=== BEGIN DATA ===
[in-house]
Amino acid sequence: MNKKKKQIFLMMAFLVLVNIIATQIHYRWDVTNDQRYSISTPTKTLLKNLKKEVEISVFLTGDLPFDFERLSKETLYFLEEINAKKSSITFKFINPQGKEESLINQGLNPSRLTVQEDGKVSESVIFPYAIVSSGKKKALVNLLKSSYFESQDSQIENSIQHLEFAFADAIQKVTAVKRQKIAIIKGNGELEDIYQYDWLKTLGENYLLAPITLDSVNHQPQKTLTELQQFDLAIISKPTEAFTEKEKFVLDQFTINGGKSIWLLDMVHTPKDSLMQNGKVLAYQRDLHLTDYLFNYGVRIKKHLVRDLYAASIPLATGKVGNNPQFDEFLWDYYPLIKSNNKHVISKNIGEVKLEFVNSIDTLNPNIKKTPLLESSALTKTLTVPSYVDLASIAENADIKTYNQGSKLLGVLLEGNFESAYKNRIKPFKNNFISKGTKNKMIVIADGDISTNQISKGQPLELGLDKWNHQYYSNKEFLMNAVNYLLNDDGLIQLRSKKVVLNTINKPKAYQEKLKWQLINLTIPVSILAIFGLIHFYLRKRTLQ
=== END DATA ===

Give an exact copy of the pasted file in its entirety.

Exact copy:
[in-house]
Amino acid sequence: MNKKKKQIFLMMAFLVLVNIIATQIHYRWDVTNDQRYSISTPTKTLLKNLKKEVEISVFLTGDLPFDFERLSKETLYFLEEINAKKSSITFKFINPQGKEESLINQGLNPSRLTVQEDGKVSESVIFPYAIVSSGKKKALVNLLKSSYFESQDSQIENSIQHLEFAFADAIQKVTAVKRQKIAIIKGNGELEDIYQYDWLKTLGENYLLAPITLDSVNHQPQKTLTELQQFDLAIISKPTEAFTEKEKFVLDQFTINGGKSIWLLDMVHTPKDSLMQNGKVLAYQRDLHLTDYLFNYGVRIKKHLVRDLYAASIPLATGKVGNNPQFDEFLWDYYPLIKSNNKHVISKNIGEVKLEFVNSIDTLNPNIKKTPLLESSALTKTLTVPSYVDLASIAENADIKTYNQGSKLLGVLLEGNFESAYKNRIKPFKNNFISKGTKNKMIVIADGDISTNQISKGQPLELGLDKWNHQYYSNKEFLMNAVNYLLNDDGLIQLRSKKVVLNTINKPKAYQEKLKWQLINLTIPVSILAIFGLIHFYLRKRTLQ